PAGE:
EXPLOITS: The Case of the Condescending Curator

*Update: Richard Bledsoe will be offline for an extended period due to an unexpected medical situation. I am Richard’s wife, Michele Bledsoe – and for the interim I will act as his hands and eyes. 

The following is a section from a major work-in-progress about art and culture Richard is writing. 

“It’s a fashionable world and even good artists go out of fashion.”

-Robert Storr, art world academician 

 

Through my early art school days in 1980s, while I focused on keeping up in classes and learning about the distant geniuses of the past, I was less knowledgeable about contemporary art. Although I was highly engaged with cultural interests, I didn’t know a lot about the art world yet. My punk habit lent itself more to musical trends, and film operates in an entirely different realm than the rarefied atmosphere of the art gallery.

It was my second year studying painting when consciousness of the dominant contemporary visual art scene started to seep in.

First of all, I was surprised to learn in my painting and drawing courses that painting was, in fact, dead.

To understand the logic of that idea requires understanding that the institutional art world is a fashion victim. Despite the airs of conviction and sophistication participants in the arts like to flaunt, the reality is many of them are desperate followers of trends, fads and cliques.

In this particular era when I was at Virginia Commonwealth University, the correct jaded and ironic pose to strike was that painting had run its course as an art form, that it was exhausted and had nothing left to say. We were meant to be embracing new means of expression.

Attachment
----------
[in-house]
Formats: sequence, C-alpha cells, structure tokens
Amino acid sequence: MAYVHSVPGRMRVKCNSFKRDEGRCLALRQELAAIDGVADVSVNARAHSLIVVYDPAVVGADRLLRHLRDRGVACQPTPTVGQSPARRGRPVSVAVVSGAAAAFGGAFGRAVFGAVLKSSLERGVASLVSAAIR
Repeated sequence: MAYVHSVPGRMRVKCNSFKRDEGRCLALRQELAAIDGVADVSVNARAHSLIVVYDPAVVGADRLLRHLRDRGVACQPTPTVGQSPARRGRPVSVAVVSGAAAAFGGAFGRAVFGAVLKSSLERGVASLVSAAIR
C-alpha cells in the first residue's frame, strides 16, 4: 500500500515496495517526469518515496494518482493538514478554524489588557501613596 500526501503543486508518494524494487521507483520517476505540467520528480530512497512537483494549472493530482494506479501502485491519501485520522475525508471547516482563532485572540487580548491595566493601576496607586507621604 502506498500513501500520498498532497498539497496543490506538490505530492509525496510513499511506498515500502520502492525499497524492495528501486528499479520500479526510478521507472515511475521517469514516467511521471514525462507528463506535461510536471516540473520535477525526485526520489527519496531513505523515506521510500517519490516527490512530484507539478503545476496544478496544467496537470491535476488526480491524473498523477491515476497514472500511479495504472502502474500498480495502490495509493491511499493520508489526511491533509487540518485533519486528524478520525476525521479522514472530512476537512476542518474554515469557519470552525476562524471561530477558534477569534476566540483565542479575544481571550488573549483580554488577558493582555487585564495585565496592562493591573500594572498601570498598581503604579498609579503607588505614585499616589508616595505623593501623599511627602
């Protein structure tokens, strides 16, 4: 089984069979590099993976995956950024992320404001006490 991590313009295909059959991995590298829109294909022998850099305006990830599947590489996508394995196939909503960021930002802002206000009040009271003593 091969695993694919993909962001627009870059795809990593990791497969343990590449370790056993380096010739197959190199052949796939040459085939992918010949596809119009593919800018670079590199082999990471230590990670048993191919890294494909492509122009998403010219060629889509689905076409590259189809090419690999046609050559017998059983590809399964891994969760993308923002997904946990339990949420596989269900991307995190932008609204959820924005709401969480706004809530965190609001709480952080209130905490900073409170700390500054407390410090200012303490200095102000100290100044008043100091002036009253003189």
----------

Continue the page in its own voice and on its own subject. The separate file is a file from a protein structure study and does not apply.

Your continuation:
In the early 1990s, while I was still at college, VCU imported a genuine New York museum curator for a lecture to demonstrate this for us. All that traditional stuff was passé, he inferred. He had seen the future; in fact he’d be one of the ones who got pick what the future would be. He was doing all us Virginia hicks a favor by coming to give us the inside scoop.

And what was the glorious destiny of the art world to come, according to this bigwig?

That’s right: political installation art!

If you don’t know what political installation art is, you probably haven’t been in a gallery or a museum for the last thirty years. This curator and others of his ilk created a self-fulfilling prophecy.

Under their stewardship every serious arts venue has become saturated with various forms of propaganda instead of art. Political installations indeed became the future of art, because that’s precisely what the few people entrusted to make the decisions about such things for our entire culture wanted to happen. They were partisans for the Postmodern corruption of the arts.

A recent example of what happens when “art” gets political